The biggest single reason is: what will you do if your dynamic allocation request fails?
You must never simply assume at adl_memGet (or wahtever) will “just work” - you must check the return value for success, and have some sensible recovery strategy when it indicates a failure.
On a desktop system, it is easy to just put up an error box saying, “insufficient memory” - but an embedded system can’t do that!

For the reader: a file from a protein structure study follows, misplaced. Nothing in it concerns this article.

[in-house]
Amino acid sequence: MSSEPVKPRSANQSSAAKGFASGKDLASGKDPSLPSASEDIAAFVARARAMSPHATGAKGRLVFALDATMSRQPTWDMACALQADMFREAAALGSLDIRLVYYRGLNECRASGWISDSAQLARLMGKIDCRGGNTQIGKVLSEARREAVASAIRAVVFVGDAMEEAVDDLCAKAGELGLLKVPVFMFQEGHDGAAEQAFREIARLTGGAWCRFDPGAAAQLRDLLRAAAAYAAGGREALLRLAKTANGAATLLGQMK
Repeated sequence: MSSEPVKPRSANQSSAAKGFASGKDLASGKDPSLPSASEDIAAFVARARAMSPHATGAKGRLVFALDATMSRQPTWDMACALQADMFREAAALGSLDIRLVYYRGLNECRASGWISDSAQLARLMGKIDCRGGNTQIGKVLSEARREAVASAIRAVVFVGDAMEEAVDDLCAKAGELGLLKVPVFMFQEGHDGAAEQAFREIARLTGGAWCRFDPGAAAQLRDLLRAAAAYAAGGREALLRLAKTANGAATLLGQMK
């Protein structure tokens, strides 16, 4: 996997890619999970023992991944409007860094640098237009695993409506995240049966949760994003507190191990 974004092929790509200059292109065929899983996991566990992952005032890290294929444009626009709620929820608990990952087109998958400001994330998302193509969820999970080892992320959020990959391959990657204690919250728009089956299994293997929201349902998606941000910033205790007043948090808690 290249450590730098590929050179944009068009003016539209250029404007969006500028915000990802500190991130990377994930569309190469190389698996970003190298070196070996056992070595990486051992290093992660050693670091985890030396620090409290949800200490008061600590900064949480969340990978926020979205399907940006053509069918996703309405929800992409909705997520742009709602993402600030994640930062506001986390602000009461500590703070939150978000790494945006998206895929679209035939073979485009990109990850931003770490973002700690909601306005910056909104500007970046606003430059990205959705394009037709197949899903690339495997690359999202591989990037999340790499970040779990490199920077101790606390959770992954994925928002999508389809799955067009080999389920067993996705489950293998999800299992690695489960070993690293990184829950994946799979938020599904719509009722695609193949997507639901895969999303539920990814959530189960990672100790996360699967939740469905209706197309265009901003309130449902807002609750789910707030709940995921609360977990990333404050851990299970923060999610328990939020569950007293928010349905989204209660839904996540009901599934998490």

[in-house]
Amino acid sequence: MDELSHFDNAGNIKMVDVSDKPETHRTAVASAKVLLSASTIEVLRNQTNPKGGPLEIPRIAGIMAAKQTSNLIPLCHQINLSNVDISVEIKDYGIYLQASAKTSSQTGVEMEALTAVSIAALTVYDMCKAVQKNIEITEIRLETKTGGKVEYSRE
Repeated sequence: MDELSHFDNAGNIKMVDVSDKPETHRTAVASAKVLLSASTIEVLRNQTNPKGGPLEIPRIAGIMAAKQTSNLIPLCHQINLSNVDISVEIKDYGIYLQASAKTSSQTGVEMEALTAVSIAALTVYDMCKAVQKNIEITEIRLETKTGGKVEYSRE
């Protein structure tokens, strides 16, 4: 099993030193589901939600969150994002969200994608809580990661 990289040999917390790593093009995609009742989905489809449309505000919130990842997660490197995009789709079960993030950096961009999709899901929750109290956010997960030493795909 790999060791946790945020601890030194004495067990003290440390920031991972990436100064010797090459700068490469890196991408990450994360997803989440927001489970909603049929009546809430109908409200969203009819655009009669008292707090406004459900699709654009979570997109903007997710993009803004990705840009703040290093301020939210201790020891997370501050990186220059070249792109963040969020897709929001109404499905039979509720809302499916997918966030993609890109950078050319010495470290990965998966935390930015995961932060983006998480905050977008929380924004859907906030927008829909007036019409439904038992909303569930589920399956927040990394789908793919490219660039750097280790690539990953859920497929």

Other reasons are that it adds overheads, and introduces the risk of memory leaks.
Definitely the former.
You are asking for 1000 bytes of memory whichever way you do it: so you need to ensure that 1000 bytes of memory will always be available for that call - so you might just as well allocate it statically in the first place!
I’ve seen problems when making static allocation of large buffers. Something like 60 Kb is the limit. If using dynamic allocation the limit is much bigger, but after 300-400 Kb we encountered problems again (Q2686H and OASIS 7.4).